500 Doctors and Nurses Press Meta Shareholders About ‘Wildfire’ of Medical Misinformation

500 Doctors and Nurses Press Meta Shareholders About ‘Wildfire’ of Medical Misinformation
More than 500 doctors and other medical professionals are calling out Meta for the covid-19 misinformation on its platforms. (Illustration: Kirill KUDRYAVTSEV / AFP, Getty Images)

A group of more than 500 doctors, nurses, and other healthcare professionals is calling on Meta to rein in medical misinformation on Facebook and Instagram. They’re specifically concerned COVID-19 and content that negatively affects children and teenagers’ mental health.

“In our exam rooms and our hospitals, we’ve seen the detrimental impact that the mis- and disinformation circulated like wildfire across Meta’s platforms has had on individuals and communities alike,” the providers’ letter reads. “Meta has a responsibility to address its role in public safety and hold Mr. Zuckerberg accountable because disinformation and misinformation spread fastest on Facebook, compared with all other social media platforms.”

The message lambasts Meta for enabling the spread of covid-19 misinformation on its social networks, which signatories say has led to “real-world health consequences,” such as patients’ refusal to wear masks, vaccine rejection, and failure to comply with social distancing and quarantine measures.

“As physicians, nurses and medical professionals, we urge you, the shareholders of Meta, to support governance reforms to combat the rampant misinformation and disinformation enabled by the corporation,” the letter says.

The open letter was organised by the Committee to Protect Health Care, , and is addressed to Meta shareholders, who are convening for the company’s annual meeting today. The group is asking shareholders to vote in favour of Proposal 14, an item on the meeting’s agenda that, if passed, would mandate an independent assessment of the performance of Meta’s Audit and Risk Oversight Committee. The committee assists the company’s board with risk management related to public safety and the public interest. Shareholder Proposal 14 claims that Meta has “regularly” broken pledges to remove misinformation on covid-19 as well as other harmful content, such as alcohol and weight loss drugs targeted to adolescents as young as 13 years old.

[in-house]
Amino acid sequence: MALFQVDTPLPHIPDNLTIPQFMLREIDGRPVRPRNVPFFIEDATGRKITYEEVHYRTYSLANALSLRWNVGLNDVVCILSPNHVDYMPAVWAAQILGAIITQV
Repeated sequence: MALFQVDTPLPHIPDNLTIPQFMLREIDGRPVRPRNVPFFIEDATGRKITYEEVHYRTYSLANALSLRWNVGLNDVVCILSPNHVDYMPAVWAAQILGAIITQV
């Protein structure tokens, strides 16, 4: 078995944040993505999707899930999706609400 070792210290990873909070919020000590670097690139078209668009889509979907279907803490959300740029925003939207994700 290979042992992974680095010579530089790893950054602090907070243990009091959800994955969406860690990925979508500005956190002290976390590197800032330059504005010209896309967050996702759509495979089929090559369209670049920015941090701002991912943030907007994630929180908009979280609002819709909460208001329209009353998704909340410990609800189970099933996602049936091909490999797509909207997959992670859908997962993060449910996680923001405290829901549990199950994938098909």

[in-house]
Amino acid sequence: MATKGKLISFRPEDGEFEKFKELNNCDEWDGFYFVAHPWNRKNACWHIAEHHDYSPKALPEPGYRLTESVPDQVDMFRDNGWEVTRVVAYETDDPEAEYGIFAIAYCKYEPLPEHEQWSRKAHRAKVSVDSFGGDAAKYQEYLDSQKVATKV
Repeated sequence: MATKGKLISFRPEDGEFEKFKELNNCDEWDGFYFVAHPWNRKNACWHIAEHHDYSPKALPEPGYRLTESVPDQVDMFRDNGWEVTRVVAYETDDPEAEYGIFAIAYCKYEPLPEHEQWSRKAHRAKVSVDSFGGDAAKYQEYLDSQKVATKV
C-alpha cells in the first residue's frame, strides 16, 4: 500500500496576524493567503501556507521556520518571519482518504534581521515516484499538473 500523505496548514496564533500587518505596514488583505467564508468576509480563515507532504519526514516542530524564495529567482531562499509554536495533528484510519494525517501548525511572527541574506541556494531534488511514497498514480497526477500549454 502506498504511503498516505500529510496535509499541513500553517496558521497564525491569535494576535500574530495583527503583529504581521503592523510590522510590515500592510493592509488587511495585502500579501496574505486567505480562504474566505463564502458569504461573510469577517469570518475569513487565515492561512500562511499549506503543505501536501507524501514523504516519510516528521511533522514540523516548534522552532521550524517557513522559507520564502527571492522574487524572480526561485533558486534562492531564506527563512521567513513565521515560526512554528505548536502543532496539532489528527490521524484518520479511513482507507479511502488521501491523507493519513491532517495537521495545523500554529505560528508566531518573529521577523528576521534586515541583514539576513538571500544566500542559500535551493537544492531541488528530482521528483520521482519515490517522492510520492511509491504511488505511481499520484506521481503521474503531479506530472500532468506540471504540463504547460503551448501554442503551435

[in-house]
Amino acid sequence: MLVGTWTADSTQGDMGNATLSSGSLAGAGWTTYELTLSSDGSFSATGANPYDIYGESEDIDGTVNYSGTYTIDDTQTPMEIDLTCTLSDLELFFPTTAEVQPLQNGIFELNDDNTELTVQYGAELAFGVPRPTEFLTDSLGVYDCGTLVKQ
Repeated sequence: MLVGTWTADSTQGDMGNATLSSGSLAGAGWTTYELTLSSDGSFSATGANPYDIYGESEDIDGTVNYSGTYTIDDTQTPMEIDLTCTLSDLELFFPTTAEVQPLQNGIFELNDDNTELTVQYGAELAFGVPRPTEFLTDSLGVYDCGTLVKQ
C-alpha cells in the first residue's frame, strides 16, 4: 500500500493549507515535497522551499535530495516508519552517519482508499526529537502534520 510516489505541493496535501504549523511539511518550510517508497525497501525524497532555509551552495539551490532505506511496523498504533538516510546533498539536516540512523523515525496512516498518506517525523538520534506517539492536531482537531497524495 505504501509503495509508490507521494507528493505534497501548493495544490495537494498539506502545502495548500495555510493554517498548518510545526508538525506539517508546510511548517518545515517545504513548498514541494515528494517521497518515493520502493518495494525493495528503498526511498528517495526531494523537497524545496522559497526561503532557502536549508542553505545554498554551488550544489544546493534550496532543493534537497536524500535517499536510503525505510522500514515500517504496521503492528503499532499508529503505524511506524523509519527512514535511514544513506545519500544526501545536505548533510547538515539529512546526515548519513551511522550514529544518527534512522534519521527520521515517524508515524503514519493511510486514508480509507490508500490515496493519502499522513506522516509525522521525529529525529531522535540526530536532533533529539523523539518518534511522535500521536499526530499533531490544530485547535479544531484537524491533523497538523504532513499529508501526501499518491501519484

“We can scream into the void, or we can do something like this,” said Dr. Rob Davidson, one of the letter’s signatories and executive director of the Committee to Protect Health Care, a national advocacy organisation

The proposal calls for the independent review to provide the committee with mitigation measures to promote a culture of risk monitoring and accountability. Some of these measures included: more access to internal and external experts on issues of significant societal risk and impact; a way for employees to anonymously report issues to the committee; and additional training to assess social impacts and risks.

Davidson told Gizmodo in a phone call that many in the medical community are very frustrated with the misinformation being spread on Meta.

“What can you do? I don’t think we can call up Mark Zuckerberg and make him change this practice, but if you can do something within the governance of the corporation to make an impact… and help stop the spread of misinformation, maybe we can save a few lives down the road,” he said.

In its response to proposal fourteen, Meta’s board of directors said it was “committed” to keeping people safe and preventing harm. The board also said that employees can already confidentially submit concerns to the committee on matters related to accounting, auditing, and other risks.

However, the board said that it did not feel that an independent assessment would result in any change and recommended shareholders vote against the proposal.

“Our board of directors believes that the preparation of the report contemplated by this proposal is unnecessary and not beneficial to our shareholders,” the board wrote in its response.

Gizmodo reached out to Meta for comment on the open letter but did not receive a response by the time of publication.